Parall­elo­grams with all sides that are equal.
Parall­elo­grams with opposite sides equal in measure. All angles equal to 90°.
Parall­elo­grams with all sides that are equal. All sides are 90°
Isosceles Trapezoids
One set of sides are parallel. Other sides equal in measure.
Two sets of equal sides. No lines are parallel.
Squares are also Rhombus, Rectan­gles, and Isosceles Trapezoids


Formula for finding the number of diagonals in a polygon:
D = (n(n-3))/2
- Cut parall­elo­grams into two equal triangles.
- Bisect each other.

Adjacent angles in a parall­elogram add up to 180°

Opposite angles are equal to each other.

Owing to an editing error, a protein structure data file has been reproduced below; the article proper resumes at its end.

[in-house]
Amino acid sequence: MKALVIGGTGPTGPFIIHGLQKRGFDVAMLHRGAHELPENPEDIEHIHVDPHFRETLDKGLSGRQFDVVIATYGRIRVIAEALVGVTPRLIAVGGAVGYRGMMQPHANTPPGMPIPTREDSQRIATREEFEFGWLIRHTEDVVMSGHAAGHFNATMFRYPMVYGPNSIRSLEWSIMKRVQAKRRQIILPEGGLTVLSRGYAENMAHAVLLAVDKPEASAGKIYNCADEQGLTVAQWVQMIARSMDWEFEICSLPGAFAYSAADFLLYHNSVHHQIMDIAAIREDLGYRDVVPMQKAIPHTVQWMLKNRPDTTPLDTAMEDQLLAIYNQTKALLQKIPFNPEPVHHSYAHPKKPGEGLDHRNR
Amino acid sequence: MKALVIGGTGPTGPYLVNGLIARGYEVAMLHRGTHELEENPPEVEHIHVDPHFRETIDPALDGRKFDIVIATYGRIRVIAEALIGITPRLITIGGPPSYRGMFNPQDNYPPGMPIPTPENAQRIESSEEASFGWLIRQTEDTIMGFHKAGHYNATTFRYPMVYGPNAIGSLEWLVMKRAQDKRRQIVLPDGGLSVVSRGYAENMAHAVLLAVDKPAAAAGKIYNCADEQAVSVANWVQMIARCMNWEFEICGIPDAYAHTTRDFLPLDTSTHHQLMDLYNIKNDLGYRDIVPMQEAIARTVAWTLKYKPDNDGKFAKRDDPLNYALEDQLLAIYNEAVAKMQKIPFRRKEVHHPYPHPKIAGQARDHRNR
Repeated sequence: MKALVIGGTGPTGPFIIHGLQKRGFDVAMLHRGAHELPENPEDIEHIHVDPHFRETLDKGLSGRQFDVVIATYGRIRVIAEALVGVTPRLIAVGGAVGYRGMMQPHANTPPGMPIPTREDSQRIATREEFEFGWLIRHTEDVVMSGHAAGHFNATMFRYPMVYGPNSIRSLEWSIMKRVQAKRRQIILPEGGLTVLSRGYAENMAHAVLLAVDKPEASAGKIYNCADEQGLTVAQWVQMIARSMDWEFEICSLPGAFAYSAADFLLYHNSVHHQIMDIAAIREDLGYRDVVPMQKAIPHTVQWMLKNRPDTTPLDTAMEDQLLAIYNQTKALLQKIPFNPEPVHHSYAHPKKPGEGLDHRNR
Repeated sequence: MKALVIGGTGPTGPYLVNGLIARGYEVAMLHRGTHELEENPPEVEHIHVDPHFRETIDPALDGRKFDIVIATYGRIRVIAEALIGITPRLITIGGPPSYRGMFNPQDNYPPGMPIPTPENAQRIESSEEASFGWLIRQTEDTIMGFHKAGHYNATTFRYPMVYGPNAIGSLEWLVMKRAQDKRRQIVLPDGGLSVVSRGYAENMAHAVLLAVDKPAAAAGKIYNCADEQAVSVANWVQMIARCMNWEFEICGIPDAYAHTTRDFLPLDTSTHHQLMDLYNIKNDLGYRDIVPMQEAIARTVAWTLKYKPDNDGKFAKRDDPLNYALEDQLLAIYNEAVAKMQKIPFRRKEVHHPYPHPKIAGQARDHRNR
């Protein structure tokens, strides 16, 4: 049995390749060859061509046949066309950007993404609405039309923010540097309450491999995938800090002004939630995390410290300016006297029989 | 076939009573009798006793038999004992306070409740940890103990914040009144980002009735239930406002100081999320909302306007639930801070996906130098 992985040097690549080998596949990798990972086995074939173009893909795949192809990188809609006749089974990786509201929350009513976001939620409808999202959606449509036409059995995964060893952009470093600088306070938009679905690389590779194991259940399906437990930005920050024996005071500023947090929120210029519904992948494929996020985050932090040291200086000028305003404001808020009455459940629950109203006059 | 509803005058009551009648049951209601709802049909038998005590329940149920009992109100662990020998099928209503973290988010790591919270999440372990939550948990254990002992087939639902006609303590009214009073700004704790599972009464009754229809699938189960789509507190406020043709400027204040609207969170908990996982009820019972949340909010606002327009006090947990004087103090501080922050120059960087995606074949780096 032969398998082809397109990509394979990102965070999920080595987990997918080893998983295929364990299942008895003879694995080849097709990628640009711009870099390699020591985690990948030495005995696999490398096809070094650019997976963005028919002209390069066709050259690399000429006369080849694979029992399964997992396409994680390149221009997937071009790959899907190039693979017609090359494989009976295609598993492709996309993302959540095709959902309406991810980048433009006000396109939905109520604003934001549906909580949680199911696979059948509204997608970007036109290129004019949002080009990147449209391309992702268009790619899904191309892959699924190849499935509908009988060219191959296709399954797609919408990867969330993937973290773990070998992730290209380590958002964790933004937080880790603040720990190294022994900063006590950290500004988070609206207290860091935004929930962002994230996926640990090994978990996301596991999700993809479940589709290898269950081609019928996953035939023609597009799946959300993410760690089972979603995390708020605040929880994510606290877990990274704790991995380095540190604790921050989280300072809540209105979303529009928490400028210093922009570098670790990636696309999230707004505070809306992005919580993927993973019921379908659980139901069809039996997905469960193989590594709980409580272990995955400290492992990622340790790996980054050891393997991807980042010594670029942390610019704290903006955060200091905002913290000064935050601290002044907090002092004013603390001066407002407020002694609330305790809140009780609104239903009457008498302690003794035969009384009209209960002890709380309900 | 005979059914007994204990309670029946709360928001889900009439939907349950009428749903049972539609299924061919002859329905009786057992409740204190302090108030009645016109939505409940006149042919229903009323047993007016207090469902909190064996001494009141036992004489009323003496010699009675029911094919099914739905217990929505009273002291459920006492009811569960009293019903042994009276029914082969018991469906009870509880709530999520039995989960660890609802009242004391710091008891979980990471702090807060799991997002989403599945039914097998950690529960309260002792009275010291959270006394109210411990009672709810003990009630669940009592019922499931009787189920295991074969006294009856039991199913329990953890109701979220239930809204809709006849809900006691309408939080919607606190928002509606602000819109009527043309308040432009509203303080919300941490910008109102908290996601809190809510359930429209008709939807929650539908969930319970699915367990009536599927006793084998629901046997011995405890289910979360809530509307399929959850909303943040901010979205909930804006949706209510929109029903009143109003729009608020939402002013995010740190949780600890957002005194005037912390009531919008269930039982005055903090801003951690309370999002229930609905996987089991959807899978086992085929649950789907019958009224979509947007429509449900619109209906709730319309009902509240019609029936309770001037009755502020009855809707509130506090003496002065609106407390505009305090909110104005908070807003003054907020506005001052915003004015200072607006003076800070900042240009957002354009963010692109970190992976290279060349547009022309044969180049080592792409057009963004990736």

Diagonal Diagram

Adjace­nt/­Opp­osite Angles Diagram

Same colours are opposite angles. Adjacent angles are next to each other.


The mathem­ati­cally likelihood that an event will occur. A ratio that compares the possible successful outcomes, to the total number of outcomes.
Probab­ility Formula
Number of successful outcomes, divided by total number of outcomes. (1/10)
A ratio that compares the number of possible successful outcomes to the number of possible unsucc­essful outcomes.
Odds Formula
Successful Outcomes : Unsucc­essful Outcomes
Theore­tical Probab­ility
A ratio that compares the number of possible successful outcomes to the total number of possible outcomes Determined by reason or calcul­ation.
Experi­mental Probab­ility
A ratio that compares the number of times an event occurs to the total number of trials or tests Determined by experi­ment.
Expected Value
Expected value is an applic­ation of probab­ility that involves the likelihood of a gain or loss.
Expected Value Formula